Ha ha ha, This is why my uncle had his own 'man-room' (as he liked to call it) It lasted a good few years before his wife turned it into a guest bedroom. Now he can't have nice things....
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post #47 of 53 Old 07-02-2012, 05:06 PM
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The real question is how do you speaker-proof kids? And the answer is through isolated conditioning via constant exposure to intense infrasonic frequencies.
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post #48 of 53 Old 07-03-2012, 08:08 PM
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dont know if this is very effective but, you know that scene where all the kids in the mine get whipped in temple of doom? make your kids watch that and say "this is what happens to children who misbehave" biggrin.gif

pcm=potato
bitstream=patato
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post #49 of 53 Old 07-03-2012, 10:36 PM
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Quote:
Originally Posted by swarm87 View Post

dont know if this is very effective but, you know that scene where all the kids in the mine get whipped in temple of doom? make your kids watch that and say "this is what happens to children who misbehave" biggrin.gif


Love it. Could not find some video but here is a video with some screen shots of those scenes.

Too funny.

.

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post #50 of 53 Old 09-05-2012, 08:19 PM
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I have a pair of Vienna Acoustics Mozart Grands and also a pair of girls (5 and 3). Here are a few things I have done
a) Keep the speakers somewhat out of the way even if it means suboptimal placement. I purchased some Herbies Loudspeaker Gliders that allow me to move the speakers around when the kids are gone. When the children are around serious listening is out of question anyways.
b) Beat it into their head that speakers are not supposed to be touched. I can now safely say that my 5 year old jumps on the sofa next to the speaker and knows how to handle the remote for the TV next to the speaker but does not touch the speaker. Its a boring piece of furniture anyways.
c) Have some speaker covers stitched to prevent pizza sauce stained hands from touching the speakers.

I suppose it does help that the Mozarts are heavy speakers and come with the outrigger. As of now they are much heavier than my children and also very stable. Unless they go running right at the speakers, there is unikely to be any major damage (fingers crossed).

I would love bookshelf speakers but if i went that way, I would look at wayfair or overstock for solid wood accent tables that weigh a bit. Here is one that I have actually thought of,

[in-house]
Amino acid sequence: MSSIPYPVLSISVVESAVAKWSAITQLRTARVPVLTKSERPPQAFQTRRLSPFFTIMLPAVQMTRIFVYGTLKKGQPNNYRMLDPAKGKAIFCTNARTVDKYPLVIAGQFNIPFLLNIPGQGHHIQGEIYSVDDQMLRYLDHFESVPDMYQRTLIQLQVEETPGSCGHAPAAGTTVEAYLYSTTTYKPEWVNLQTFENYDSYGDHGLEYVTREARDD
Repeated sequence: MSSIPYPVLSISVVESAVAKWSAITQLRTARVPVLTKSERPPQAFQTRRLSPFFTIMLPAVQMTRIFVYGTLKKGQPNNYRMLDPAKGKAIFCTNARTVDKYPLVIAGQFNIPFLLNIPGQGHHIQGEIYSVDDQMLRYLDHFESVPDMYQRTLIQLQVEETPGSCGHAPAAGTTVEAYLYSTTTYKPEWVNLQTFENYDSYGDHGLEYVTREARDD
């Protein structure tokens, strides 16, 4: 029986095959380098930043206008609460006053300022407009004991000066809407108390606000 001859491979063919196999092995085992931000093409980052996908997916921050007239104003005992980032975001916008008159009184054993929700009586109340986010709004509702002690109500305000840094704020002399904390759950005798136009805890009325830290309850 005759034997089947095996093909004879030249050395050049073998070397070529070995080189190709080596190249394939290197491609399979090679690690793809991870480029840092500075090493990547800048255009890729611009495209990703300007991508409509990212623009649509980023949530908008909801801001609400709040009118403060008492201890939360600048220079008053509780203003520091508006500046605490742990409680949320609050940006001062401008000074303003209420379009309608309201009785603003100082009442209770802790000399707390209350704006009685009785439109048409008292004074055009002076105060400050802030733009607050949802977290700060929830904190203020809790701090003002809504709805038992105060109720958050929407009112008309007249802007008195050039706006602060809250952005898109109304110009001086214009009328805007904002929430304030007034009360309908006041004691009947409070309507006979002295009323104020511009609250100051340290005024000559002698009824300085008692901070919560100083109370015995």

http://www.wayfair.com/Wayborn-Jones-Plant-Stand-25-9004-WYB1501.html?refid=TP49-WYB1501

Living RoomSqueezebox Touch+ Cambridge Audio 504D --> Cambridge Audio 840a --> Vienna Acoustics Mozart Grands
Office - Sonos ZP90 -> Audioengine A5+
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post #51 of 53 Old 10-25-2012, 03:15 AM
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Hang them,
the speakers not the kids eek.gif


Just my 2¢ - take it or leave it for others

 

 

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post #52 of 53 Old 10-25-2012, 06:25 PM
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By the time kids get to the age they can get around a gate or you dont need it anymore they should be just fine to know not to destroy stuff. As another poster said from there till the point they become teens and try to push the system you are safe. Anyhow when they get to be teens it should not be a big problem either, when I was a teen I full well understood anything I broke I would replace in as good or better condition, simply let them know how much they cost and let them decide the risk.

When my kids were really young they just liked to poke at the speakers as long as you have a grill that does not seem to be a problem, they might try to put toys in the vents.
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post #53 of 53 Old 10-25-2012, 07:24 PM
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Quote:
Originally Posted by Matts View Post

This is why men have bat caves, to keep to the wife and kids out. And it why some men have bullet proof doors and locks better than what Brinks would use. biggrin.gif
In all seriousness though, I would look at a combination of reinforcing the stand (sand in the stands) and then making sure the speaker is well secured to the stand and then investing in some very strong adhesive that you can stick to the bottom of the stand. Then you attach a cable from the stand's base to a bolt in the floor and the adhesive ties the cable to the stand. This keeps the speaker from being pushed or knocked over. The only caveat here is that the you would have to drill nto the floor and attach a cable to a bolt. But this would be the best method in so far as it would not compromise the sound. In fact it would likely help the sound. By adding sand the stand it would make the stand more inert and create less resonance.

If you are drilling into the floor anyway, why not just screw the stand directly to the floor?